Listeria (food poisoning)


Listeria are bacteria that can cause the serious illness, listeriosis, in some people. Eating foods contaminated with Listeria is the most common way of contracting the illness.

People at higher risk of listeriosis include pregnant women, their unborn and newborn babies, the elderly and other people whose immune systems have been weakened by illness or drugs (for example: cancer patients, organ transplant recipients, and people on drugs like cortisone).

What are the symptoms of listeriosis?

In healthy adults and children, listeriosis causes few or no symptoms and may be mistaken for a mild viral infection or flu. Symptoms may include headache, fever, tiredness and aches and pains. Less common symptoms include diarrhoea, nausea and abdominal cramps.

For people with weakened immune systems, symptoms can progress to more serious forms of illness including septicaemia (blood infection), meningitis (infection and inflammation of membranes surrounding the brain) and even death.

It can take weeks after infection for symptoms to appear so sufferers may not be aware they have listeriosis and may not seek medical advice. Symptoms in pregnant women may appear mild, but listeriosis can cause miscarriage, premature birth, or stillbirth. It is important that pregnant women who have symptoms of listeriosis seek medical attention immediately.

What precautions should I take if I am at risk?

The food industry and governments work together to ensure our food is safe. However, if you or anyone in your household is in the at risk group, it is important you reduce your risk by taking a few simple precautions. These include:

  • preparing, storing and handling food hygienically;
  • avoiding certain foods which have a higher risk of Listeria contamination; and
  • being careful about food prepared by others.

Eat freshly cooked or freshly prepared foods

Ideally, eat only freshly cooked food and well-washed freshly prepared fruit and vegetables. However, leftovers can be eaten if they are refrigerated promptly and kept no longer than a day. It’s important that you do not eat food if there is any doubt about its hygienic preparation or storage.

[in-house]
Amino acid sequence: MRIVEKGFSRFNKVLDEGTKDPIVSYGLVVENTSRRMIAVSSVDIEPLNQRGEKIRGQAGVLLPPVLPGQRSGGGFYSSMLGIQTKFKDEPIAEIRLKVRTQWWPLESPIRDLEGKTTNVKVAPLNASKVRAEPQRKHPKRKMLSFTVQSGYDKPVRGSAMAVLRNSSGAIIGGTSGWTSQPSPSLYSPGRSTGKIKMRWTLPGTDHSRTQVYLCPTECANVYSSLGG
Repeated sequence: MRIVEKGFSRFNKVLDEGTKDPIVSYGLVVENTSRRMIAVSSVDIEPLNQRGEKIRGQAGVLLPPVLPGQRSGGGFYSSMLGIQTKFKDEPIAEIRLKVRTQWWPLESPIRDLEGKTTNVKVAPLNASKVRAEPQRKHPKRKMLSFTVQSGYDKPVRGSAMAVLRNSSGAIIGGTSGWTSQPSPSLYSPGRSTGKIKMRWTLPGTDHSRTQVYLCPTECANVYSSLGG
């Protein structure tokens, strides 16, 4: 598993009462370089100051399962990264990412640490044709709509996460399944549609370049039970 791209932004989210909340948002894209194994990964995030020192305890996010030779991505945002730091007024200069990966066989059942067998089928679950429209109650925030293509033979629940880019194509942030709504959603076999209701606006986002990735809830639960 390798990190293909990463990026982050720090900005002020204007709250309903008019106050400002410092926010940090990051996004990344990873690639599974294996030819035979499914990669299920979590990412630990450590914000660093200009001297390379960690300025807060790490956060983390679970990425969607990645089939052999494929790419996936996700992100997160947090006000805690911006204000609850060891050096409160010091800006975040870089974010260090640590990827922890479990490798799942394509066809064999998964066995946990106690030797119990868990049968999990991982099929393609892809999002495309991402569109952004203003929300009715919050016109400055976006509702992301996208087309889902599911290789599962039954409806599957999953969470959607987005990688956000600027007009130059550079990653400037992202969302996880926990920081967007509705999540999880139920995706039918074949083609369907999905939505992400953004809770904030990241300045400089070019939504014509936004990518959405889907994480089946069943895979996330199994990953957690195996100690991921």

Cook foods thoroughly

Thorough cooking of food kills Listeria bacteria. Ensure food is cooked thoroughly.

Reheat foods to ‘steaming’ hot

If you plan to eat previously cooked and refrigerated leftovers, only keep them in the refrigerator for a day and reheat them thoroughly to steaming hot. This will kill Listeria bacteria.

When reheating food, especially in a microwave, make sure the food is steaming hot throughout.

Make safer food choices

As a general rule, avoid perishable foods (need to be refrigerated) that have been prepared well in advance and are to be eaten without further cooking.

The tables overleaf list some examples of higher risk foods and safer alternatives. You should avoid consuming these higher risk foods, especially if you are unsure about how they have been prepared, stored and handled. Food is safe if you cook it or reheat it to steaming hot throughout and serve it hot.

Avoid ready-to-eat food from salad bars, sandwich bars, delicatessens and smorgasboards

Ready-to-eat foods from salad bars may have been prepared and refrigerated some time before they are put on display. Listeria bacteria may have grown in these foods so they are best avoided.

Foods on open display in delicatessen counters are more likely to become contaminated by Listeria than foods that are sold packaged by the manufacturer. Avoid these foods.

Avoid foods that are past their ‘best before’ or ‘use by’ date

Choose and consume foods well within their ‘use by’ or ‘best before’ date. Once opened, eat promptly.

Do not eat refrigerated foods that are past their ‘use by’or ‘best before’date.

Only buy ready-to-eat hot food if it’s steaming hot

If you buy ready-to-eat hot food, for example a cooked chicken, make sure it’s very hot and either eat it or refrigerate it promptly on arriving home. Use it within a day.

If eating out, order hot meals

Choose menu items that are cooked to order and served hot. Do not eat food that is served lukewarm. It is best to avoid smorgasbords and salad bars. If this isn’t possible, choose the hot foods only.

Good food hygeine

Take some simple food hygiene steps to reduce the risk of foodborne disease.

  • Thoroughly wash and dry your hands before preparing food, particularly before preparing ready-to-eat food.
  • Keep your refrigerator clean and operate it below 5°C.
  • Wash knives, cutting boards and kitchen appliances and dry thoroughly after handling raw food to prevent contamination of cooked and ready-to-eat foods.
  • Thoroughly wash and dry raw fruit and vegetables before eating or juicing.
  • Thaw ready-to-eat frozen food in the refrigerator or microwave – don’t thaw at room temperature.
  • Thoroughly cook all raw meat, chicken and fish.
  • Don’t leave foods to cool on the bench or stove top. Put them in the refrigerator after the steam has gone.
  • If you are keeping food hot, keep it very hot (60°C or hotter). Keep cold food cold (5°C or colder).
  • Thoroughly reheat food until it is steaming hot.
  • Keep stored foods covered.
  • Store raw meat separately from cooked and ready-to-eat food in the refrigerator. Store it below other foods so that there is no chance it will drip onto other foods.